Auschwitz-Birkenau Museum is a place of memory, that everyone should visit at least once in a lifetime. Remembering the terrible crimes committed here is our moral duty to more than a million people, who lost their lives in the camp and all victims of the Shoah and other manifestations of Nazi terror. Visiting the remains of the Auschwitz-Birkenau realizes the scale of the monstrous atrocities done here and makes us to faced up to the extremely difficult and painful questions about the humanity.
Oświęcim (Ger. Auschwitz) was annexed to the Reich after the German invasion of Poland and the concentration camp was established near the city in 1940. At the beginning of its existence most of the prisoners were Polish, but there were also Polish Jews (although at that time still not on a massive scale) and some representatives of other nationalities. After 1941, when the armed conflict between the Third Reich and the USSR began, many captured soldiers of the Red Army joined the prisoners. Soon, in a nearby Brzezinka (Germ. Birkenau) the Auschwitz II – designed as a death camp – was completed. It became a place of mass extermination for hundreds of thousands of Jews and about 20 thousand of Romani people, the true death factory, enforcing a plan of the ‘Final Solution to the Jewish Question’. This infernal machine works until the liberation of the camp in 27 January 1945. Since 2005 the day of liberation is celebrated as the International Holocaust Remembrance Day.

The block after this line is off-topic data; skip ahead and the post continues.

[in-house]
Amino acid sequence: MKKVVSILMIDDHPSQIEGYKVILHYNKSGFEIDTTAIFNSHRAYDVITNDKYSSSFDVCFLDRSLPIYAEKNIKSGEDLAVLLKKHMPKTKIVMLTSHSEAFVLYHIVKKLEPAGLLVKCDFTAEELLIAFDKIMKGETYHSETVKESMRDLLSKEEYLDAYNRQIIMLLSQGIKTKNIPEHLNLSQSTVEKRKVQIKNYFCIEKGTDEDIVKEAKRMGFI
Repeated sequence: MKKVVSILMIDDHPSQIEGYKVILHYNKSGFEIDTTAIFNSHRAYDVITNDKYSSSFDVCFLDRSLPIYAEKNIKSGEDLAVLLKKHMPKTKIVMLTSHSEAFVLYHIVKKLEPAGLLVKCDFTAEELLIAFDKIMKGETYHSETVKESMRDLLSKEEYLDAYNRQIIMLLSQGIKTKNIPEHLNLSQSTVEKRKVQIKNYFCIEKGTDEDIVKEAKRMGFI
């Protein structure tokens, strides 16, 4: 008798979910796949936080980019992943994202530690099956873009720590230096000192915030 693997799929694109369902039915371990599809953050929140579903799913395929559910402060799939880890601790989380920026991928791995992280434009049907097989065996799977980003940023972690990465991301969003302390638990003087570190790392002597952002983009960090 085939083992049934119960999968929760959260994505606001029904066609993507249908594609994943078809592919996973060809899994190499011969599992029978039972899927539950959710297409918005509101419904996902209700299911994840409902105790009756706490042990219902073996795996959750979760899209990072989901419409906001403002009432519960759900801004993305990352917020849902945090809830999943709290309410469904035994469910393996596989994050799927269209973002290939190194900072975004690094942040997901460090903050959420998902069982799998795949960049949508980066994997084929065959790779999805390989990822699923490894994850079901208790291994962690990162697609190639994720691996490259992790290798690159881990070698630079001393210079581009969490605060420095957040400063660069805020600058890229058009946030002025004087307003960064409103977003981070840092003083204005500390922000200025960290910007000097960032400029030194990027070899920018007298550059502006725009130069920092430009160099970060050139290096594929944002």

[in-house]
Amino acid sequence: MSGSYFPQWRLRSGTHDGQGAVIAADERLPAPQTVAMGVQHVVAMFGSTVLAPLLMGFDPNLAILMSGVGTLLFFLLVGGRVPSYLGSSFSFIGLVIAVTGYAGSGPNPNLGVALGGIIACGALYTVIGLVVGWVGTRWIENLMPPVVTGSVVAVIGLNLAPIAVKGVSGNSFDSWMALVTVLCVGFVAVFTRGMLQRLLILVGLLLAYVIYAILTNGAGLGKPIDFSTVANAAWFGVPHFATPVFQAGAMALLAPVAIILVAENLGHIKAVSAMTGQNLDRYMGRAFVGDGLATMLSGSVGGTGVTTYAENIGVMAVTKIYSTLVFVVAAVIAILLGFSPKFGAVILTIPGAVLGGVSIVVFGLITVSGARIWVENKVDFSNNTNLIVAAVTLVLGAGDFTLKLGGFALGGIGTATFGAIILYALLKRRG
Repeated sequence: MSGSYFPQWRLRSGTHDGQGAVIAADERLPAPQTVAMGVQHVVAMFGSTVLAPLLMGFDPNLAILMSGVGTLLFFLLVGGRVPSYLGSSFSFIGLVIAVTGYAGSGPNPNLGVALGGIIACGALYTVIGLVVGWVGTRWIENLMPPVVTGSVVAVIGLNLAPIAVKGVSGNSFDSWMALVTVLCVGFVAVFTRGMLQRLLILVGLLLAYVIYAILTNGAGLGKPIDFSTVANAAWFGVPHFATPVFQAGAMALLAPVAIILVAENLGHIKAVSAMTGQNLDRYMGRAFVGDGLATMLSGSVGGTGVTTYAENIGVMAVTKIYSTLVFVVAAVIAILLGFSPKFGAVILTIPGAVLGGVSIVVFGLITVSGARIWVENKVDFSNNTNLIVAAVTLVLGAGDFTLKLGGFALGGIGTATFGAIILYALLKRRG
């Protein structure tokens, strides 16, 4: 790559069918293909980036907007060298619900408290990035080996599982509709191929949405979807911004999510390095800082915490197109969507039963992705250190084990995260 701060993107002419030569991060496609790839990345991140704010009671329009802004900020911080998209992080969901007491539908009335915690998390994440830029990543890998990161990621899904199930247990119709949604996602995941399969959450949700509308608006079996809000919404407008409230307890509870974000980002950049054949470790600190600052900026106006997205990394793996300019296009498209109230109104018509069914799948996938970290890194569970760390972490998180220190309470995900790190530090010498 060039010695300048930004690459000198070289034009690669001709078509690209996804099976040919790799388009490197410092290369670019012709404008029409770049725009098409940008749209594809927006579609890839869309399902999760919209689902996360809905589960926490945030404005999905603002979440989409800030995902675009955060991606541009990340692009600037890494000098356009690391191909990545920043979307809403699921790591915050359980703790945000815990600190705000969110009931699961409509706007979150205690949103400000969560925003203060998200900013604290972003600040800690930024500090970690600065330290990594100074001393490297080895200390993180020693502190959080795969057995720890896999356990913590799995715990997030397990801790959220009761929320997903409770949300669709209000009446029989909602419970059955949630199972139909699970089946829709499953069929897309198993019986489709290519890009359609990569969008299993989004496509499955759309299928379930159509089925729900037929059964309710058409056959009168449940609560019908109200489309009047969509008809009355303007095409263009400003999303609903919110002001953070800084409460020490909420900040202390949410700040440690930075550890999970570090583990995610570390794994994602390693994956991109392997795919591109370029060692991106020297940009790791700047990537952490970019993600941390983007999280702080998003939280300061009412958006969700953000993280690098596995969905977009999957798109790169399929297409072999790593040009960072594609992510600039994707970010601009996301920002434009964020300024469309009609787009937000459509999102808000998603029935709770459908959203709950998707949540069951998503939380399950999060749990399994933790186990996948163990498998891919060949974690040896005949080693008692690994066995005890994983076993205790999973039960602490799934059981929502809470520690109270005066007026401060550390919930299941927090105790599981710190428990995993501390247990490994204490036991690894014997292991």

Museum in the former German Nazi concentration and extermination camp Auschwitz-Birkenau was established two years after the war. Its main tasks are conservation of the original remains of the camp, scientific research, documentary work, and, above all, education. More than a million people come here every year. Krakow Guide helps in booking visit cards for Auschwitz Tours, provides transport (there is a possibility of being picked up from the hotel) and care of a qualified guide.